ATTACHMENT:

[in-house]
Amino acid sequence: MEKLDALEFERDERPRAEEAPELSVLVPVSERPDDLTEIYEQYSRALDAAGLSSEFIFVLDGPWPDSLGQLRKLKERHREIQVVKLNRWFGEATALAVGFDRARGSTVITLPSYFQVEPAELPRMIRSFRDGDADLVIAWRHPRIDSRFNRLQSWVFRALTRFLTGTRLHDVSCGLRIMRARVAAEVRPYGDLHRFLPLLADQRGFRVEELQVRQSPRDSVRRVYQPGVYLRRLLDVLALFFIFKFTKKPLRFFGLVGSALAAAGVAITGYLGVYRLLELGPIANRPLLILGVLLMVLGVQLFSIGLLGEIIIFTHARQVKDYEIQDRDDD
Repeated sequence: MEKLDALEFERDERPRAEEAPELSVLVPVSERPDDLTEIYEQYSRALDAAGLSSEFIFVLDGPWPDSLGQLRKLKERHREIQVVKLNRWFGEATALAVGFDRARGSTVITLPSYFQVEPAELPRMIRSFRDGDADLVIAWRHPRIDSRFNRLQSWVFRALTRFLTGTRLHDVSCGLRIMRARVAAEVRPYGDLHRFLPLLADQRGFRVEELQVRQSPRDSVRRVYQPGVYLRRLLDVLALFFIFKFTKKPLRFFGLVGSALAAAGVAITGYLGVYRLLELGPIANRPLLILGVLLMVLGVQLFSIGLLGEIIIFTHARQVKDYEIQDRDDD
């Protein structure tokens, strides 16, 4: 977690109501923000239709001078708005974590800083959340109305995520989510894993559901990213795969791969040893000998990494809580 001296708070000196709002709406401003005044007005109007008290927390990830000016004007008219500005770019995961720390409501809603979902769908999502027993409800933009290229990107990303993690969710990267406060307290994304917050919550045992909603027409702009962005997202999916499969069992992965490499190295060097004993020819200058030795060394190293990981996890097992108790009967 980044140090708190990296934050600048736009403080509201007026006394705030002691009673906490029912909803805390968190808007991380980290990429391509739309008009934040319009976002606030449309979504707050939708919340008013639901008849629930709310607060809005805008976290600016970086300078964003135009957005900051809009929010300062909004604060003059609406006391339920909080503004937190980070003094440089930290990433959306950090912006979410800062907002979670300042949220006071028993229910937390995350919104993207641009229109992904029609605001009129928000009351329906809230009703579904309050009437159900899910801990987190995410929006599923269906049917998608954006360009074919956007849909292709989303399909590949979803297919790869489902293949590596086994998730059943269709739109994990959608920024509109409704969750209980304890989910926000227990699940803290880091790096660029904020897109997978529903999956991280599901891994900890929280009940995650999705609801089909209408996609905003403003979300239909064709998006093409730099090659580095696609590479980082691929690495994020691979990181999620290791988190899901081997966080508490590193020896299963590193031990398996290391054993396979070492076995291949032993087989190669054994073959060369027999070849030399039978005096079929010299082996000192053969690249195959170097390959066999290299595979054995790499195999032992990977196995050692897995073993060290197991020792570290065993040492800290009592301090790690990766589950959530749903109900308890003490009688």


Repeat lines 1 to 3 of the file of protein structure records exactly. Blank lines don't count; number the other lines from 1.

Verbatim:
[in-house]
Amino acid sequence: MEKLDALEFERDERPRAEEAPELSVLVPVSERPDDLTEIYEQYSRALDAAGLSSEFIFVLDGPWPDSLGQLRKLKERHREIQVVKLNRWFGEATALAVGFDRARGSTVITLPSYFQVEPAELPRMIRSFRDGDADLVIAWRHPRIDSRFNRLQSWVFRALTRFLTGTRLHDVSCGLRIMRARVAAEVRPYGDLHRFLPLLADQRGFRVEELQVRQSPRDSVRRVYQPGVYLRRLLDVLALFFIFKFTKKPLRFFGLVGSALAAAGVAITGYLGVYRLLELGPIANRPLLILGVLLMVLGVQLFSIGLLGEIIIFTHARQVKDYEIQDRDDD
Repeated sequence: MEKLDALEFERDERPRAEEAPELSVLVPVSERPDDLTEIYEQYSRALDAAGLSSEFIFVLDGPWPDSLGQLRKLKERHREIQVVKLNRWFGEATALAVGFDRARGSTVITLPSYFQVEPAELPRMIRSFRDGDADLVIAWRHPRIDSRFNRLQSWVFRALTRFLTGTRLHDVSCGLRIMRARVAAEVRPYGDLHRFLPLLADQRGFRVEELQVRQSPRDSVRRVYQPGVYLRRLLDVLALFFIFKFTKKPLRFFGLVGSALAAAGVAITGYLGVYRLLELGPIANRPLLILGVLLMVLGVQLFSIGLLGEIIIFTHARQVKDYEIQDRDDD